Wanted to pass this along: http://www.csun.edu/~sp20558/dis/deaf.html
Rarely is a person completely deaf, and a hearing loss could fall anywhere along the continuum from totally deaf to hearing. The amount of usable (or residual) hearing varies greatly from person to person. Depending upon the type of loss, the person may or may not benefit from the amplification that a hearing aid provides. Hearing aids only amplify sound, they do not make sound clearer. The severity of a person’s hearing loss could be different at various frequencies. Therefore, ability to hear different voices will vary depending on a number of factors, including the pitch of the voice. Also, it is important to note that a person’s ability to hear a voice is different than the ability to discriminate between sounds and to understand speech.
The life activity most affected by hearing loss is communication. Colleagues and friends must be versatile in finding an effective communication method. Pen and paper are handy communication devices in some situations.
Though not effective for all people who are hearing impaired, knowing some sign language and fingerspelling is helpful. Learn some elementary or survival signs from colleagues, coworkers, or managers who are deaf or hard of hearing.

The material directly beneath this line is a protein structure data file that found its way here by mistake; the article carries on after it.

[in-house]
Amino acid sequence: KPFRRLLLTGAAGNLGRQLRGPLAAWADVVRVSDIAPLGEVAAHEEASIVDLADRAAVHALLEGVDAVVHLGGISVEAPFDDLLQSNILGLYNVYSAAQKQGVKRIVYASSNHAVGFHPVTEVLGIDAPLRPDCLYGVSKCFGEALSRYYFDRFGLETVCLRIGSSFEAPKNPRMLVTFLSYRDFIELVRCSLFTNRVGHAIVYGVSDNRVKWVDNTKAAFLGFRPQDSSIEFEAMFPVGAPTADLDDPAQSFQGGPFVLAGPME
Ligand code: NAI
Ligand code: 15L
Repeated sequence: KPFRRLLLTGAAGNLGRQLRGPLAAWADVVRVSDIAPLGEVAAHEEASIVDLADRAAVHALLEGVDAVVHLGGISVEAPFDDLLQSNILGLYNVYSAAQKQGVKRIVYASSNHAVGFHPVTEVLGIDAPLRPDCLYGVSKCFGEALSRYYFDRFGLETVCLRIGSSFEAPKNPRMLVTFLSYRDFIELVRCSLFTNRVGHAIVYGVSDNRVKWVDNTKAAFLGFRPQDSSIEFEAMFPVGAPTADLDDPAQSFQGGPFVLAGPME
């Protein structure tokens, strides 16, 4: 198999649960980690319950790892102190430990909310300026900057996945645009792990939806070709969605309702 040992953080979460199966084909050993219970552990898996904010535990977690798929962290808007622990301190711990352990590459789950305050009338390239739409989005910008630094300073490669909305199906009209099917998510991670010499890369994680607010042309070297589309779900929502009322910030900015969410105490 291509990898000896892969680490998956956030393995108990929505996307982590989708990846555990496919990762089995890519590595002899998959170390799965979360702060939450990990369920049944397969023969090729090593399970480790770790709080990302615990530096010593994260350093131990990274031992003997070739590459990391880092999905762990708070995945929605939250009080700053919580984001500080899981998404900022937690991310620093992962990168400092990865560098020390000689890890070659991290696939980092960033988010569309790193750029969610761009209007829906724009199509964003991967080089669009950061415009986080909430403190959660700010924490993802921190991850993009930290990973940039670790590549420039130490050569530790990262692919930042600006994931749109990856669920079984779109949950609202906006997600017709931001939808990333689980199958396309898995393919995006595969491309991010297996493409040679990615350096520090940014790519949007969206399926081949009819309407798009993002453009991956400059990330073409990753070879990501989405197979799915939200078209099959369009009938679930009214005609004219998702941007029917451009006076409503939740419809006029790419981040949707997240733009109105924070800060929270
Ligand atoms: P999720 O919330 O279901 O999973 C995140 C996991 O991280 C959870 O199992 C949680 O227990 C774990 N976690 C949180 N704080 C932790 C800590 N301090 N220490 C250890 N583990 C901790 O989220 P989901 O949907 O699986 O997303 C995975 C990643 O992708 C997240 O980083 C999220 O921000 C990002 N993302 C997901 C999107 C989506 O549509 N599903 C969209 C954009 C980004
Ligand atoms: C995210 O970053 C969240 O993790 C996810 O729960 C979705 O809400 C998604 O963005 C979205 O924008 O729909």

People who are deaf or hard of hearing, like people who are hearing, have different education levels. Knowledge of English grammar, syntax, and spelling varies from individual to individual. A person who uses American Sign Language (ASL) as their primary language of communication may or may not be proficient in using standard English. For the most part, English is an oral/aural language designed to be spoken and heard. Therefore, it is quite challenging to learn and understand English when you can not hear, especially when it varies so greatly from the structure and syntax of ASL. The person who is not proficient in English is not stupid or illiterate; he or she just uses a different language to communicate.
Not all hearing impaired people are good lip readers and lip reading skill has no correlation to a person¹s intelligence. Even good lip readers may miss many words. Keep in mind that only 25-30% of spoken English can be lip read. Not all deaf people know how to speak sign language, or choose to use sign language interpreters. Some prefer to communicate through lip reading and some prefer sign language.
The need for an interpreter depends on the situation and the people involved. Interpreters can be described as a communication link. A telephone, for example, is a communication link; it does not add information or alter the content of the message.
Deafness does not, in itself, affect intelligence.